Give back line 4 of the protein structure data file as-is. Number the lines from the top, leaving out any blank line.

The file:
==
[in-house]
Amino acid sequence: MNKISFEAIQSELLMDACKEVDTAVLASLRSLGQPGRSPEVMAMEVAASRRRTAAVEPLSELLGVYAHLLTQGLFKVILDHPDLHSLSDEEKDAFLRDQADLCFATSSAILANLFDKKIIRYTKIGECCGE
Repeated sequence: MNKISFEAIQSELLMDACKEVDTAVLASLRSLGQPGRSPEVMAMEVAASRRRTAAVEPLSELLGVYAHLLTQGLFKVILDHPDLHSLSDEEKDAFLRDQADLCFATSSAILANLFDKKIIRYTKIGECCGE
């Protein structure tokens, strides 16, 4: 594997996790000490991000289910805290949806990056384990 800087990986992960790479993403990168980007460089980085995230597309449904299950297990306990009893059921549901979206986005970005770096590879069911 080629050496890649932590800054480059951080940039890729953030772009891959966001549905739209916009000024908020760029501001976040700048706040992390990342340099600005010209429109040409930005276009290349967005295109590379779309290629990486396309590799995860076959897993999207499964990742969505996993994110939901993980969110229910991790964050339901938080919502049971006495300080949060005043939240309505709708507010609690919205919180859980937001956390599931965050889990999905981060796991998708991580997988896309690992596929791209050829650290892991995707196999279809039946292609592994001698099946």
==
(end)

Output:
């Protein structure tokens, strides 16, 4: 594997996790000490991000289910805290949806990056384990 800087990986992960790479993403990168980007460089980085995230597309449904299950297990306990009893059921549901979206986005970005770096590879069911 080629050496890649932590800054480059951080940039890729953030772009891959966001549905739209916009000024908020760029501001976040700048706040992390990342340099600005010209429109040409930005276009290349967005295109590379779309290629990486396309590799995860076959897993999207499964990742969505996993994110939901993980969110229910991790964050339901938080919502049971006495300080949060005043939240309505709708507010609690919205919180859980937001956390599931965050889990999905981060796991998708991580997988896309690992596929791209050829650290892991995707196999279809039946292609592994001698099946």